In the author’s note found in the 50th anniversary edition, Hinton explains, “Apparently feeling like an ‘outsider’ even in your own group is universal. ‘Us versus them’ and ‘let’s understand each other, not hate each other’ are concepts everyone—no matter how old—can grasp” (paragraph 7). Hinton’s perspective applies to the world of reinterpreting canonical works educators and researchers are rethinking and repositioning in middle school and high school classrooms across the country for adolescent readers.
The drive to challenge social norms and even to dispel myths about adolescence applies to many YA literature novels, which present protagonists searching for meaning about themselves in civic communities, community schools, and desegregation busing schools.
The essential questions young people face in the greater world of the bildungsroman, or coming-of-age novel, can be noted as follows: Who am I? How can I belong or be me? What’s next? When does change happen? Why did this happen to me or us? Where am I meant to be?
We Need Diverse Books, which was founded as a movement at BookCon in 2014, ushered new voices and representation—and even repositioning and reinterpreting—of works deemed as “classics” and “contemporary classics” for a young adult readership to reflect all Americans in editorial, publishing, and readership spaces.
In his Newbery Medal Acceptance Speech, Matt de la Peña described the outsider roles often faced by both authors and readers alike in the making of stories for US readers: “And sometimes when you grow up outside the reach of the American Dream, you’re in a better position to record the truth. That we don’t all operate under the same set of rules. That our stories aren’t all assigned the same value in the eyes of decision makers” (2).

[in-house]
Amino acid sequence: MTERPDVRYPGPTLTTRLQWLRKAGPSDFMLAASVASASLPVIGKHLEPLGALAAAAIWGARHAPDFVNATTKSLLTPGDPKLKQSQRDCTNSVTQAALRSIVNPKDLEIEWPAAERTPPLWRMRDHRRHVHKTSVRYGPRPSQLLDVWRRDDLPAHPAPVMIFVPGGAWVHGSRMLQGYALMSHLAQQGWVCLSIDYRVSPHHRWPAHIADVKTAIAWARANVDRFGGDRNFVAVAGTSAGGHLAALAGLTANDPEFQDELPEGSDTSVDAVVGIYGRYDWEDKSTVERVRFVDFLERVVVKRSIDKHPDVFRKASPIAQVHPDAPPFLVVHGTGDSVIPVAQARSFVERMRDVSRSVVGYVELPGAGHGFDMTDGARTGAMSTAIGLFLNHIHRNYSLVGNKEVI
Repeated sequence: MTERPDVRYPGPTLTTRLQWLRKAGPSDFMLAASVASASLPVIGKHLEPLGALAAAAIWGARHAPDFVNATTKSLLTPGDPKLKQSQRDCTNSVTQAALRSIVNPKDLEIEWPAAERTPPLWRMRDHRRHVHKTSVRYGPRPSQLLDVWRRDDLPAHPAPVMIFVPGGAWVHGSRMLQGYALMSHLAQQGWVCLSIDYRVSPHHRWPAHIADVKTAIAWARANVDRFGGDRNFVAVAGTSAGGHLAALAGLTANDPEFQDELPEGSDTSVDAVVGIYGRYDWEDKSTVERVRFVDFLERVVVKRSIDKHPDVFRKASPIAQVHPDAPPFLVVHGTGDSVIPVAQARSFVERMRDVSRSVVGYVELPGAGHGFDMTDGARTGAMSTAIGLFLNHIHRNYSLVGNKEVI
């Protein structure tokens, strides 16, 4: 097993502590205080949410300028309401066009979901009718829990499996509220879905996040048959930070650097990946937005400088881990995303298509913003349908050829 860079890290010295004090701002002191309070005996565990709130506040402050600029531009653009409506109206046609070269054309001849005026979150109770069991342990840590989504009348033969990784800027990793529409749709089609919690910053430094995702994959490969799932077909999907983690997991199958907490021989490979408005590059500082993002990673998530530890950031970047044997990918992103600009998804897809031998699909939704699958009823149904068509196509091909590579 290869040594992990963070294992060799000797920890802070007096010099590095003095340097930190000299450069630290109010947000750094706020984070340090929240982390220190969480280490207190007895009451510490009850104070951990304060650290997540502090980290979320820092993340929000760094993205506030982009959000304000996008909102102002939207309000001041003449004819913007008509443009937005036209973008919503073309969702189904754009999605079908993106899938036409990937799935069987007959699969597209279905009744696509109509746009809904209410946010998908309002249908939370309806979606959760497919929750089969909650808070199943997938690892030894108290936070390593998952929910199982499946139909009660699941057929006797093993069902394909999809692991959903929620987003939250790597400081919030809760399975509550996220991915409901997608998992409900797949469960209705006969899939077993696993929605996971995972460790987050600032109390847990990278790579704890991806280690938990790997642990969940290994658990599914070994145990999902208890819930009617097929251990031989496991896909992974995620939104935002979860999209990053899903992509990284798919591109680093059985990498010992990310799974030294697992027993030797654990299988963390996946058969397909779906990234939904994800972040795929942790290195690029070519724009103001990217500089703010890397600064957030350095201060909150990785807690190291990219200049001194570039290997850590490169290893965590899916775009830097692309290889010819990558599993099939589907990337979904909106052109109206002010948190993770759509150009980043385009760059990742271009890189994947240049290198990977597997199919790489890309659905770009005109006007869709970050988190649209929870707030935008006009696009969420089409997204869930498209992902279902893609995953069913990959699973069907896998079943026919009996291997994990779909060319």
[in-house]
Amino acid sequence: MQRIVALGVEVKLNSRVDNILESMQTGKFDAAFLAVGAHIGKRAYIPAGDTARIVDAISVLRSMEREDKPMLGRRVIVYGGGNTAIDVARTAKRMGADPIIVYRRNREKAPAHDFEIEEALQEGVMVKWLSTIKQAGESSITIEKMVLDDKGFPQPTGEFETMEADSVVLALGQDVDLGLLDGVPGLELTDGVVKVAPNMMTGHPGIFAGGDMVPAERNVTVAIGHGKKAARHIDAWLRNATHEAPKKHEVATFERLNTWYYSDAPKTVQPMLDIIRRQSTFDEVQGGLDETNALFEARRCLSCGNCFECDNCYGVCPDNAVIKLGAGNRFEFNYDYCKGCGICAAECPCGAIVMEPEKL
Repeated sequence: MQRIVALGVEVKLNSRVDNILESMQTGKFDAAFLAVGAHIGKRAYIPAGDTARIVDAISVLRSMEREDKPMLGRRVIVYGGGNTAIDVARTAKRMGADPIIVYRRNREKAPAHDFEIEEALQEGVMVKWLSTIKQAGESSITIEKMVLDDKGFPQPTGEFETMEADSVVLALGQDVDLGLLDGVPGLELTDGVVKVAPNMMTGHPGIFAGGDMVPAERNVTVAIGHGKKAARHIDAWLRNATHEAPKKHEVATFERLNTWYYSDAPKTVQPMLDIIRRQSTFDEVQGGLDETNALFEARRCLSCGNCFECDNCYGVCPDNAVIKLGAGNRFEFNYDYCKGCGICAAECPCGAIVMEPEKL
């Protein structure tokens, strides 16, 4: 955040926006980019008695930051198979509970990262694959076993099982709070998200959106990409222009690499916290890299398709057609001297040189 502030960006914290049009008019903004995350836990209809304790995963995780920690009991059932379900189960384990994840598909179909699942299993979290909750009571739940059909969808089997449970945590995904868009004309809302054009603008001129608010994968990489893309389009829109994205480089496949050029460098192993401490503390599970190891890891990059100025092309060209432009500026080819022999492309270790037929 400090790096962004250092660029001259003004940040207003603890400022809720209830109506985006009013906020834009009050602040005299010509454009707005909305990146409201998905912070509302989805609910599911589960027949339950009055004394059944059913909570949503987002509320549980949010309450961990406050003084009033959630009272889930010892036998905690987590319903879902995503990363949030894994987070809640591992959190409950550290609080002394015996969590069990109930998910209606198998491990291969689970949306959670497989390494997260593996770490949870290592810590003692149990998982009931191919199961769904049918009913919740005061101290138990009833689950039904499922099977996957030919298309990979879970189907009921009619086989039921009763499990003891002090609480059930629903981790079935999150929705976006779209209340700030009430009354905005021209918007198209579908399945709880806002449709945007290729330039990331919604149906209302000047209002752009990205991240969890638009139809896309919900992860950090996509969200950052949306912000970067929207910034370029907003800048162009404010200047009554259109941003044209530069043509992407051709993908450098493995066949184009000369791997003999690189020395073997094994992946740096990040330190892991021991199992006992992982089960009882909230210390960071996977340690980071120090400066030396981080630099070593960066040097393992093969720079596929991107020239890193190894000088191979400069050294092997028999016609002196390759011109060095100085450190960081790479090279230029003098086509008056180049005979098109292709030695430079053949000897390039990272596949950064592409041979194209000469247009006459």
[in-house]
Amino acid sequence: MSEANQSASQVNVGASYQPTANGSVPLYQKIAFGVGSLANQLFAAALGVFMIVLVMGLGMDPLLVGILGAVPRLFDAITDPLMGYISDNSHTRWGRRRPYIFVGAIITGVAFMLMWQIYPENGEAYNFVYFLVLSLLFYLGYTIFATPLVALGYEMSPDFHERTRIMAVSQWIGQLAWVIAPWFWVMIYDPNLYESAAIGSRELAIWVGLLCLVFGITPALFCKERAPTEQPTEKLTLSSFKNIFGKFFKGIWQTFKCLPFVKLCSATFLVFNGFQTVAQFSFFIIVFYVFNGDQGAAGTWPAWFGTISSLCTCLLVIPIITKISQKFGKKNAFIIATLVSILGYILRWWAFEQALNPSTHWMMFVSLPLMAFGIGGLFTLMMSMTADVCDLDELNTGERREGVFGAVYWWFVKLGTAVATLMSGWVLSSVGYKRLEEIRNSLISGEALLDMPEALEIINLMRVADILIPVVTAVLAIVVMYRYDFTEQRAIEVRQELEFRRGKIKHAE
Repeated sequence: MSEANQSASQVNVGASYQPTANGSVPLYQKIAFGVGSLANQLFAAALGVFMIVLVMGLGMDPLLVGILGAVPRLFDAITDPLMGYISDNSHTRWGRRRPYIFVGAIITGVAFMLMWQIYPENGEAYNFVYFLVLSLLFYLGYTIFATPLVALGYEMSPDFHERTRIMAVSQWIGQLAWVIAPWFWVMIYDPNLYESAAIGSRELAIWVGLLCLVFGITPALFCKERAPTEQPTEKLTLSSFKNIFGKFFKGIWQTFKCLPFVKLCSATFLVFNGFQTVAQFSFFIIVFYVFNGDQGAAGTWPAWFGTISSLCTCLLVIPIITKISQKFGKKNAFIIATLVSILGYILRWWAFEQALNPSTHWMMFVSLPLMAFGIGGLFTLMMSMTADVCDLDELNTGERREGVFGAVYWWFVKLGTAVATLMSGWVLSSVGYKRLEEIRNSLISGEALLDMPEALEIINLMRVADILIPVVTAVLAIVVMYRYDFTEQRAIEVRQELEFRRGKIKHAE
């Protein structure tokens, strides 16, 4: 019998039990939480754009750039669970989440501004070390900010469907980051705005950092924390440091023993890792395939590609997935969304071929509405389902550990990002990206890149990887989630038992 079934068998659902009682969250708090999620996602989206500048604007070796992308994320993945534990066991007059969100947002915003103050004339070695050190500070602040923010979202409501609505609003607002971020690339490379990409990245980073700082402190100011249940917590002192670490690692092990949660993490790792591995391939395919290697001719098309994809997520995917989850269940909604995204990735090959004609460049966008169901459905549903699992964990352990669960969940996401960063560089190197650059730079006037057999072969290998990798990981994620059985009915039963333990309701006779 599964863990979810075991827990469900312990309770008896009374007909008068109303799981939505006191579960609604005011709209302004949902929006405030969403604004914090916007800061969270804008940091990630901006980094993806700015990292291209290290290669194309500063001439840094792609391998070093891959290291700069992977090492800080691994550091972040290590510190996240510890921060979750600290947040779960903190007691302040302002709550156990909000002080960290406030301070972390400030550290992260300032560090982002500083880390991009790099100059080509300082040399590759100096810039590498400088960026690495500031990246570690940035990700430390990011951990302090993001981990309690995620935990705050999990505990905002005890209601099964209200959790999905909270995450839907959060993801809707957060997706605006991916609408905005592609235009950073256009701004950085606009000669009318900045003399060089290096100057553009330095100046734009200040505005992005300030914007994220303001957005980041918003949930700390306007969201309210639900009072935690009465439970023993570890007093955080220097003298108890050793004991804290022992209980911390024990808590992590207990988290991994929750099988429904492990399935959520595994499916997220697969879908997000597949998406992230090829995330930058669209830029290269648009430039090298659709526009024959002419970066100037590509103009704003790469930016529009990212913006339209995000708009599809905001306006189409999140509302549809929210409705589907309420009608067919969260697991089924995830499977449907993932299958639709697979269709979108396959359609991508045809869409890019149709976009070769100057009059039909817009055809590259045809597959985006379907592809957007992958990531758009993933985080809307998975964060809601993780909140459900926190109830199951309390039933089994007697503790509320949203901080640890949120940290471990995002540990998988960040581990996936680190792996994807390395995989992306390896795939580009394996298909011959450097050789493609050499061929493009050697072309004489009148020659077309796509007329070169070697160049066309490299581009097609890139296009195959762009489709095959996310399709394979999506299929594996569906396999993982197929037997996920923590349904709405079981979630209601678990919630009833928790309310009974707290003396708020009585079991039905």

Reinterpreting also calls for repositioning as one reads to experience points of view that challenge mindsets and values that can either hinder or support learning to create new knowledge. If a literary conversation or our own teaching privileges an exclusive literary canon over another, significant literary works can be overlooked if intentional inclusion and a wider net are not considered.
As readers, teachers, and teacher educators, we set the stage for our colleagues, students, and profession by valuing the inclusive YA literature contributions by US writers of diverse cultural and linguistic backgrounds and identities.
de la Peña, Matt. Newbery Medal Acceptance Speech. Association for Library Service to Children, 2016.
Hinton, S. E. The Outsiders, 50th Anniversary Edition. Penguin Books, 2017.
Rodríguez, R. Joseph. Teaching Culturally Sustaining and Inclusive Young Adult Literature: Critical Perspectives and Conversations. Routledge, 2019.
We Need Diverse Books. 2016 Annual Report. WNDB, 2016.
Joseph Rodríguez joined NCTE in 1996 during his senior year at Kenyon College. Since then, he has taught English and Spanish language arts in public schools and universities. Currently, he teaches in the Kremen School of Education and Human Development at California State University, Fresno. Joseph is the incoming coeditor of English Journal. Catch him via email at firstname.lastname@example.org or @escribescribe. Photo: California State University, Fresno, Office of University Communications.